All that remains for me is to wish you a very Happy Christmas. It continues to be both an honour and privilege to serve this community as your MP and I am very much looking forward to continuing my work for you in 2017.

Published by Falmouth Wave Magazine

Winter Wellness

The Cornwall Community Foundation is calling on anyone who receives the Winter Fuel Payment but does not need some or all of it, to donate it to Cornwall’s Surviving Winter campaign. The aim is to help local people to stay warm and well this winter.

Despite the mild temperatures this year, winter is still a very challenging time for many of those who live in our communities. Too many local people live in poorly insulated and costly to heat homes. Living in a cold home causes serious health problems including heart attacks and strokes with over 342 ‘excess’ deaths in Cornwall in winter each year.

There are many small specialist community organisations who are equipped to give support and direct, practical help, and these will be funded from the donations. This year we are aiming to raise £30,000 to help those most in need of our support.

Donations can be made by sending a cheque made payable to The Cornwall Community Foundation or visiting

Last winter the campaign successfully allocated £15,550 in grants to a total of 13 organisations. Over 500 people benefited from the help received in Cornwall.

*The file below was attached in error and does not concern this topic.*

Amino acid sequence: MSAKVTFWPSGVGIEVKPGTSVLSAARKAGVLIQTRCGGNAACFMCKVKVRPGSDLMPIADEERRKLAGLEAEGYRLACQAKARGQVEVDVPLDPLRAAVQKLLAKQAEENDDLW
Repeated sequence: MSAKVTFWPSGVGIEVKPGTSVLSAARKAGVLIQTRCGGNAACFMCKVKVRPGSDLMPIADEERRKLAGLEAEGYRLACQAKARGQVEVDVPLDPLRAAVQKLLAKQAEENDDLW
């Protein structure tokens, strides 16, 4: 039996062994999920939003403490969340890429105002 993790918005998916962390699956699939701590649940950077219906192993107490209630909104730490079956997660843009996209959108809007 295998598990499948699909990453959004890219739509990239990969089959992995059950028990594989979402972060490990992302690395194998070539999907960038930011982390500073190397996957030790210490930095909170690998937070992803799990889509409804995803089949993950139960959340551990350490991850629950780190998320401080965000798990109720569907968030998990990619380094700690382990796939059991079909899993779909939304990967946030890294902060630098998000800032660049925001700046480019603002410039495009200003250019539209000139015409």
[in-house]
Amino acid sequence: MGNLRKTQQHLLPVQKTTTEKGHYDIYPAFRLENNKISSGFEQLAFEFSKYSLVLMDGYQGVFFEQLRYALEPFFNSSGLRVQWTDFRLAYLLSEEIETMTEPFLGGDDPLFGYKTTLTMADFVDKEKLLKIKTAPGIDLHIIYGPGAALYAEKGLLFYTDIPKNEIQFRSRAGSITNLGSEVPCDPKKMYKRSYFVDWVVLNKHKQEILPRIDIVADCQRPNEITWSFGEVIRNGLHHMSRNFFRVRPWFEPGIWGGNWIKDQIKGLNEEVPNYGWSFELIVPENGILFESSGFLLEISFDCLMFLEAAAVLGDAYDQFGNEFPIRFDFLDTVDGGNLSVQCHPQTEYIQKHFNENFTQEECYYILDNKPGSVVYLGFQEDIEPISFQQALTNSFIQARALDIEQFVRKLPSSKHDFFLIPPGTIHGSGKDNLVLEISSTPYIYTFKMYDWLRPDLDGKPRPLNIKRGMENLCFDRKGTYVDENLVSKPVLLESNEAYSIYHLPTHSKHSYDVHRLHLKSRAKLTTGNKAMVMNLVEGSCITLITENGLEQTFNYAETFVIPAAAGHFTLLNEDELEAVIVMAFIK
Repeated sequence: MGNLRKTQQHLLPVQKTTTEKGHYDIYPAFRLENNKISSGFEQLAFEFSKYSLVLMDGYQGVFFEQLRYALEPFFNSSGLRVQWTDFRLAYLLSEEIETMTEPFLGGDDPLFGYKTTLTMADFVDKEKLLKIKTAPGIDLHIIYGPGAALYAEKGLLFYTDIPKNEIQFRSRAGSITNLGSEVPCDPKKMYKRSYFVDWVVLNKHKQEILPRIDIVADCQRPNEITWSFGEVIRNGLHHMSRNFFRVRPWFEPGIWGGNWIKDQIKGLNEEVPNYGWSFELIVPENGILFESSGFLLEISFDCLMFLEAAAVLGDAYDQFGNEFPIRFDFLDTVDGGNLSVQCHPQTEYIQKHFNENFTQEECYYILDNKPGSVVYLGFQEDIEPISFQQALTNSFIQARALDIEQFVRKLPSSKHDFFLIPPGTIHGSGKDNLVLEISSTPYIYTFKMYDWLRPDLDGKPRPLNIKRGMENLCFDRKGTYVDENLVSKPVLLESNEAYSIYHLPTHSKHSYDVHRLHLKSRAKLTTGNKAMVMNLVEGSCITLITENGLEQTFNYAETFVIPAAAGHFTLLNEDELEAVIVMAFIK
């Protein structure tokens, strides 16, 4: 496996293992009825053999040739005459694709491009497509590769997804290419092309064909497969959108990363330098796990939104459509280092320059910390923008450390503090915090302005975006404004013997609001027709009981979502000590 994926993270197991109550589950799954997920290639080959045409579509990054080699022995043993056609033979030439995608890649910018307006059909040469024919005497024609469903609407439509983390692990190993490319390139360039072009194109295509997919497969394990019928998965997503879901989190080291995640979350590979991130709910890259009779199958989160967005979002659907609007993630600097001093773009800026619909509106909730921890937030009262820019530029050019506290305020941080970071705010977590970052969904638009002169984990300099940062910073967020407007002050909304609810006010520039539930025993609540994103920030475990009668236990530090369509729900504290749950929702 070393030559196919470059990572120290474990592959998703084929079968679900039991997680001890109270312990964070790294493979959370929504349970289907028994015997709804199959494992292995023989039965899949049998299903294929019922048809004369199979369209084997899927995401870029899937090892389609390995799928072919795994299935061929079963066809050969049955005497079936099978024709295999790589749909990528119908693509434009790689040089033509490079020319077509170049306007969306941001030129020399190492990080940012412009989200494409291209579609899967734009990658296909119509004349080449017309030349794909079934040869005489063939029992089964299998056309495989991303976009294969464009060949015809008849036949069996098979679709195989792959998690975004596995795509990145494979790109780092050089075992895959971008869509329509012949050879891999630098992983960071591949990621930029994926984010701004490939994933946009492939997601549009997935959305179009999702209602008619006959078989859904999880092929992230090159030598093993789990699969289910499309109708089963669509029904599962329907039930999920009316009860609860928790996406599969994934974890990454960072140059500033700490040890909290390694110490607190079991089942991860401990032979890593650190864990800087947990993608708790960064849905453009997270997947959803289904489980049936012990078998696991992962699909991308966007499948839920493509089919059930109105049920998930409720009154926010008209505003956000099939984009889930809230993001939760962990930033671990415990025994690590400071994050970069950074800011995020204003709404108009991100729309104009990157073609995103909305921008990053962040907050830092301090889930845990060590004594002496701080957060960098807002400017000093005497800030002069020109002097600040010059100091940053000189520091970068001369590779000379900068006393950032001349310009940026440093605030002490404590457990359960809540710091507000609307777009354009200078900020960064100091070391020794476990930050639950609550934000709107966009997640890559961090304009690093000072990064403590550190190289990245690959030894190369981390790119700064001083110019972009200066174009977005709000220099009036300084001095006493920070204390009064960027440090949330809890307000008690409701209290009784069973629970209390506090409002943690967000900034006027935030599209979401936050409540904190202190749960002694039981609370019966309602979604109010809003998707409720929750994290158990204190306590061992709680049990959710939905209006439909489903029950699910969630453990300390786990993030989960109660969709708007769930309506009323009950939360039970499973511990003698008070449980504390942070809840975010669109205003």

The groups that benefited last winter include Community Energy Plus, Cornwall Rural Community Charity, Cornwall Women’s Refuge Trust, Gateway 2 New Life, Inclusion Cornwall, Launceston Memory Café, St Austell Community Kitchen, The Oasis Centre, Volunteer Cornwall and the Wild Young Parents Project.

There is a great deal of local help for people who are struggling to make ends meet but not everyone knows where to turn.

Sadly, I have found that the people who most need help are least likely to receive it.  You can help by promoting The Winter Wellness free phone 0800 954 1956- the expert and friendly advice service that connects people to the help they need.

Truro & Kenwyn Neighbourhood Plan

If you live in the parishes of Truro and Kenwyn, on 10th November please vote in the referendum on the Neighbourhood Plan. The parish councillors, supported by Roger Gazzard and Robert Lacey, have worked hard, over several years, on this plan, engaging with local people and organisations. I have seen at first hand how useful the process has been in sharing information and building partnerships. This plan is important as it will help shape the future of our community for years to come.